Boundaries of hyperbolic spaces have played a key role in low dimensional topology and geometric group theory. In 1993, Paulin showed that the topology of the boundary of a (Gromov) hyperbolic space, together with its quasi-mobius structure, determines the space up to quasi-isometry. One can define an analogous boundary, called the Morse boundary, for any proper geodesic metric space. I will discuss an analogue of Paulin’s theorem for Morse boundaries of CAT(0) spaces. (Joint work with Devin Murray.)

We consider a class of nonlinear population models on a two-dimensional lattice which are influenced by a small random potential, and we show that on large temporal and spatial scales the population density is well described by the continuous parabolic Anderson model, a linear but singular stochastic PDE. The proof is based on a discrete formulation of paracontrolled distributions on unbounded lattices which is of independent interest because it can be applied to prove the convergence of a wide range of lattice models. This is joint work with Jörg Martin.

Reinhard Farwig and Chenyin Qian

Consider the autonomous quasi-geostrophic equation with fractional dissipation in $\mathbb{R}^2$

\begin{equation} \label{a}

\theta_t+u\cdot\nabla\theta+(-\Delta)^{\alpha}\theta=f(x,\theta)

\end{equation}

in the subcritical case $1/2<\alpha\leq1$, with initial condition $\theta(x, 0)= \theta^{0}$ and given external force $f(x,\theta)$. Here the real scalar function $\theta$ is the so-called potential temperature, and the incompressible velocity field $u=(u_1,u_2)=(-\mathcal {R}_2\theta,\mathcal {R}_1\theta)$ is determined from $\theta$ via Riesz operators. Our aim is to prove the existence of the compact global attractor $\mathcal{A}$ in the Bessel potential space $H^s(\mathbb{R}^2)$ when $s>2(1-\alpha)$.

The construction of the attractor is based on the existence of an absorbing set in $L^2(\mathbb{R}^2)$ and $H^s(\mathbb{R}^2)$ where $s>2(1-\alpha)$. A second major step is usually based on compact Sobolev embeddings which unfortunately do not hold for unbounded domains. To circumvent this problem we exploit compact Sobolev embeddings on balls $B_R \subset \mathbb{R}^2$ and uniform smallness estimates of solutions on $\mathbb{R}^2 \setminus B_R$. In the literature the latter estimates are obtained by a damping term $\lambda\theta$, $\lambda<0$, as part of the right hand side $f$ to guarantee exponential decay estimates. In our approach we exploit a much weaker nonlocal damping term of convolution type $\rho*\theta$ where $\widehat \rho<0$.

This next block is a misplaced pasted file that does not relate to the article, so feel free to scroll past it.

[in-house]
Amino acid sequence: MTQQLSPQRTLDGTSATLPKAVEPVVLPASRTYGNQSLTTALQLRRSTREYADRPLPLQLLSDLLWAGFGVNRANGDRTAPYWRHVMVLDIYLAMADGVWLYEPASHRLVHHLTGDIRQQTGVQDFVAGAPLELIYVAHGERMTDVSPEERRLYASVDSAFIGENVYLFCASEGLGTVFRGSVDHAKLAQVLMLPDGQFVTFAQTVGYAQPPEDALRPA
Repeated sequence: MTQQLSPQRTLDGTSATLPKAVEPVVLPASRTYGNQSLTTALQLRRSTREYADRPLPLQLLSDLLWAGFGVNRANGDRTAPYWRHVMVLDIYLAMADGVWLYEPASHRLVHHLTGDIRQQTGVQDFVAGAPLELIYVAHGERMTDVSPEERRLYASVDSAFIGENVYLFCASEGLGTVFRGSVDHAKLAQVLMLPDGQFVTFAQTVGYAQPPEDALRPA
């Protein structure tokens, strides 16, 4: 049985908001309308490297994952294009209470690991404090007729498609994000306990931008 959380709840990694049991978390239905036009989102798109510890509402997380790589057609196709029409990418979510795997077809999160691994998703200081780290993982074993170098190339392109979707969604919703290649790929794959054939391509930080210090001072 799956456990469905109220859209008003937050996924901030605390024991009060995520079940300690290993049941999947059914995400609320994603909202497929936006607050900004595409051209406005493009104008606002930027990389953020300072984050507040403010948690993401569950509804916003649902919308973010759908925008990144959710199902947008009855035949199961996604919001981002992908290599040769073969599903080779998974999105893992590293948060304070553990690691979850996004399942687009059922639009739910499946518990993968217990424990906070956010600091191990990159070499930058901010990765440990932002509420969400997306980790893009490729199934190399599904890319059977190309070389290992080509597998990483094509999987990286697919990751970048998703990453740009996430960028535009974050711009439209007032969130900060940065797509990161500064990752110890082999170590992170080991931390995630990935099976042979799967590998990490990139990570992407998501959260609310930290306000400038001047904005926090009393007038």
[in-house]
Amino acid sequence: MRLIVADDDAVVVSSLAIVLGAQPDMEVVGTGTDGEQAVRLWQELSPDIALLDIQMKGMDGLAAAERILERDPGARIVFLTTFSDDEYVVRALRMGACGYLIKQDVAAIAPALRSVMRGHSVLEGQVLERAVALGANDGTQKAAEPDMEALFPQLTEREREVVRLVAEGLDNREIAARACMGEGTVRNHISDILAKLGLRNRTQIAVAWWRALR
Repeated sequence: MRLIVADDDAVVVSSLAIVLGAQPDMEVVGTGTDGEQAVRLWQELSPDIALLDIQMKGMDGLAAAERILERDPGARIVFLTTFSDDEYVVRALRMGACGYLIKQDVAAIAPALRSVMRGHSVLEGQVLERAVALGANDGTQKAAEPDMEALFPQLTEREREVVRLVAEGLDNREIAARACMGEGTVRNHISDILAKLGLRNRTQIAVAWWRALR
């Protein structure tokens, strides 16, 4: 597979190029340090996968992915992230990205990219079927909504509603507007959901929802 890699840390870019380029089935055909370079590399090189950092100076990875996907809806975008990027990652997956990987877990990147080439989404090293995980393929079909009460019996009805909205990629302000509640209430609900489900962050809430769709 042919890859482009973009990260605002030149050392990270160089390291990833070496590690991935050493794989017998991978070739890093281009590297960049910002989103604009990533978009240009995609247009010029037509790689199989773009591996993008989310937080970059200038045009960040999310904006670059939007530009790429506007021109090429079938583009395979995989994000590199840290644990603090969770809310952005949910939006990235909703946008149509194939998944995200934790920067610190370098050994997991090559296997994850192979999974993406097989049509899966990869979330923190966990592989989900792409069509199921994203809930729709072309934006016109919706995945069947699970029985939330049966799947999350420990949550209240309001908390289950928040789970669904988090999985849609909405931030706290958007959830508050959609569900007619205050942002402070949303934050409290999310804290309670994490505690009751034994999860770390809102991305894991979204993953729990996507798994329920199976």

We describe a general program for the classification of flat connections on topological manifolds. This is motivated by the classification of locally homogeneous geometric structures on manifolds, in the spirit of Ehresmann and Thurston. This leads to interesting dynamical systems arising from mapping class group actions on character varieties. The mapping class group action is a discrete version of a continuous object, namely the extension of the Teichmueller flow to a unversal character variety over over the tangent bundle of Teichmuller space. We give several examples of this construction

and discuss joint work with Giovanni Forni on a mixing property of this suspended flow.